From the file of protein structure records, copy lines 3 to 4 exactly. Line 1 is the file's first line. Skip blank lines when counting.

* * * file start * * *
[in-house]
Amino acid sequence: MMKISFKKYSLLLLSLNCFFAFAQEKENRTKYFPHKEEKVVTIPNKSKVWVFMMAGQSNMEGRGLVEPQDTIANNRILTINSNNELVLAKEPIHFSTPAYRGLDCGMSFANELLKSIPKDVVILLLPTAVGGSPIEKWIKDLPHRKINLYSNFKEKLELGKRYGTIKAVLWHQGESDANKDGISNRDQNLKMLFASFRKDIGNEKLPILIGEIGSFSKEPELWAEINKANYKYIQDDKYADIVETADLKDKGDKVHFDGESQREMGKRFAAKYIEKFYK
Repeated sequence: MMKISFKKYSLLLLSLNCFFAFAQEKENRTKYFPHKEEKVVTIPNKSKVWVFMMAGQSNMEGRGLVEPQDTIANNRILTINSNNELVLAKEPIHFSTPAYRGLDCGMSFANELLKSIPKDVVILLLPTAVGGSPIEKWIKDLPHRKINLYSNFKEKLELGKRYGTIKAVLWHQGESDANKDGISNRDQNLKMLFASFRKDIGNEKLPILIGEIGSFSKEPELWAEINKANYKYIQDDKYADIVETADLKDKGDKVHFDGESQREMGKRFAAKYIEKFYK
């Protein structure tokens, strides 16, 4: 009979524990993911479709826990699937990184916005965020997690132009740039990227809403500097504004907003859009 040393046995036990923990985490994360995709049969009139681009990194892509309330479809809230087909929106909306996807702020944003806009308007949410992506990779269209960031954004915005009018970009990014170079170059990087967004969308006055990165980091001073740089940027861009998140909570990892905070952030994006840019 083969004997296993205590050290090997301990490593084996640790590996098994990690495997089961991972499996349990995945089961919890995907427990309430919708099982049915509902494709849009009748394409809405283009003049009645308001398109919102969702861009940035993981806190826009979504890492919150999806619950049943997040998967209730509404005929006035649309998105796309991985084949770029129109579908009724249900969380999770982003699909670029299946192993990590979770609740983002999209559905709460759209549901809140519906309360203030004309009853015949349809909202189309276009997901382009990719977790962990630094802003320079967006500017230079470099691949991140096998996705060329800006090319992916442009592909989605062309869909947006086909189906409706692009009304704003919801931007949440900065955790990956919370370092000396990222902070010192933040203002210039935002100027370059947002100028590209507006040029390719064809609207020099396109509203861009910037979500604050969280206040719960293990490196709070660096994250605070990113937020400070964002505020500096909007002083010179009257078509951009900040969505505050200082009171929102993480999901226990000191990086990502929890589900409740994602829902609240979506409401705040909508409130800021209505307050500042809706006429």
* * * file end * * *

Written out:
Repeated sequence: MMKISFKKYSLLLLSLNCFFAFAQEKENRTKYFPHKEEKVVTIPNKSKVWVFMMAGQSNMEGRGLVEPQDTIANNRILTINSNNELVLAKEPIHFSTPAYRGLDCGMSFANELLKSIPKDVVILLLPTAVGGSPIEKWIKDLPHRKINLYSNFKEKLELGKRYGTIKAVLWHQGESDANKDGISNRDQNLKMLFASFRKDIGNEKLPILIGEIGSFSKEPELWAEINKANYKYIQDDKYADIVETADLKDKGDKVHFDGESQREMGKRFAAKYIEKFYK
């Protein structure tokens, strides 16, 4: 009979524990993911479709826990699937990184916005965020997690132009740039990227809403500097504004907003859009 040393046995036990923990985490994360995709049969009139681009990194892509309330479809809230087909929106909306996807702020944003806009308007949410992506990779269209960031954004915005009018970009990014170079170059990087967004969308006055990165980091001073740089940027861009998140909570990892905070952030994006840019 083969004997296993205590050290090997301990490593084996640790590996098994990690495997089961991972499996349990995945089961919890995907427990309430919708099982049915509902494709849009009748394409809405283009003049009645308001398109919102969702861009940035993981806190826009979504890492919150999806619950049943997040998967209730509404005929006035649309998105796309991985084949770029129109579908009724249900969380999770982003699909670029299946192993990590979770609740983002999209559905709460759209549901809140519906309360203030004309009853015949349809909202189309276009997901382009990719977790962990630094802003320079967006500017230079470099691949991140096998996705060329800006090319992916442009592909989605062309869909947006086909189906409706692009009304704003919801931007949440900065955790990956919370370092000396990222902070010192933040203002210039935002100027370059947002100028590209507006040029390719064809609207020099396109509203861009910037979500604050969280206040719960293990490196709070660096994250605070990113937020400070964002505020500096909007002083010179009257078509951009900040969505505050200082009171929102993480999901226990000191990086990502929890589900409740994602829902609240979506409401705040909508409130800021209505307050500042809706006429």